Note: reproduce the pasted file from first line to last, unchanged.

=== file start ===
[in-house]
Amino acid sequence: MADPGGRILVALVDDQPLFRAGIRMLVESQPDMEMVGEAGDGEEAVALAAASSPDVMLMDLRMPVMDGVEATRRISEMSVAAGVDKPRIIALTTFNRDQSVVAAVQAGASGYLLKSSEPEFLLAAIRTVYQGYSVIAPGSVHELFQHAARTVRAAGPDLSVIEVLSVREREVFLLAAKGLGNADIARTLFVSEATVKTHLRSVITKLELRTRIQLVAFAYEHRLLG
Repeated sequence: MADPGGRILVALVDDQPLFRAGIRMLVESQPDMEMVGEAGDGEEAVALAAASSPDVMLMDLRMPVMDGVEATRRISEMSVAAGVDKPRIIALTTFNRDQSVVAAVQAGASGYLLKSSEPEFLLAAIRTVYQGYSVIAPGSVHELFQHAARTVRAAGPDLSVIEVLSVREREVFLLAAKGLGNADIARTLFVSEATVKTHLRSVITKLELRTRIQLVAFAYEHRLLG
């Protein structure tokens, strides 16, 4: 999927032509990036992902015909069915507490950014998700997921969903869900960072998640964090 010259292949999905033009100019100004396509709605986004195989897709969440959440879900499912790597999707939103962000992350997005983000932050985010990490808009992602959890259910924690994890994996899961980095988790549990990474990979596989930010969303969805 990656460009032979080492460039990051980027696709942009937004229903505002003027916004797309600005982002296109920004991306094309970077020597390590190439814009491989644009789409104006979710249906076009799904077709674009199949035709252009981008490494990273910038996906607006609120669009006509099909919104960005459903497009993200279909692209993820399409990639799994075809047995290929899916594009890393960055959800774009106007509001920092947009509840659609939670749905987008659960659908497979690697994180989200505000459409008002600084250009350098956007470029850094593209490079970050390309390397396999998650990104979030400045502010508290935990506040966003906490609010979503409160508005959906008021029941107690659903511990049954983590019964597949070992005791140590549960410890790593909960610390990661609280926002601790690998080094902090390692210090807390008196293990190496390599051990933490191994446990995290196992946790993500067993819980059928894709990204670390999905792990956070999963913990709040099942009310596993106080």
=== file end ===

[in-house]
Amino acid sequence: MADPGGRILVALVDDQPLFRAGIRMLVESQPDMEMVGEAGDGEEAVALAAASSPDVMLMDLRMPVMDGVEATRRISEMSVAAGVDKPRIIALTTFNRDQSVVAAVQAGASGYLLKSSEPEFLLAAIRTVYQGYSVIAPGSVHELFQHAARTVRAAGPDLSVIEVLSVREREVFLLAAKGLGNADIARTLFVSEATVKTHLRSVITKLELRTRIQLVAFAYEHRLLG
Repeated sequence: MADPGGRILVALVDDQPLFRAGIRMLVESQPDMEMVGEAGDGEEAVALAAASSPDVMLMDLRMPVMDGVEATRRISEMSVAAGVDKPRIIALTTFNRDQSVVAAVQAGASGYLLKSSEPEFLLAAIRTVYQGYSVIAPGSVHELFQHAARTVRAAGPDLSVIEVLSVREREVFLLAAKGLGNADIARTLFVSEATVKTHLRSVITKLELRTRIQLVAFAYEHRLLG
């Protein structure tokens, strides 16, 4: 999927032509990036992902015909069915507490950014998700997921969903869900960072998640964090 010259292949999905033009100019100004396509709605986004195989897709969440959440879900499912790597999707939103962000992350997005983000932050985010990490808009992602959890259910924690994890994996899961980095988790549990990474990979596989930010969303969805 990656460009032979080492460039990051980027696709942009937004229903505002003027916004797309600005982002296109920004991306094309970077020597390590190439814009491989644009789409104006979710249906076009799904077709674009199949035709252009981008490494990273910038996906607006609120669009006509099909919104960005459903497009993200279909692209993820399409990639799994075809047995290929899916594009890393960055959800774009106007509001920092947009509840659609939670749905987008659960659908497979690697994180989200505000459409008002600084250009350098956007470029850094593209490079970050390309390397396999998650990104979030400045502010508290935990506040966003906490609010979503409160508005959906008021029941107690659903511990049954983590019964597949070992005791140590549960410890790593909960610390990661609280926002601790690998080094902090390692210090807390008196293990190496390599051990933490191994446990995290196992946790993500067993819980059928894709990204670390999905792990956070999963913990709040099942009310596993106080």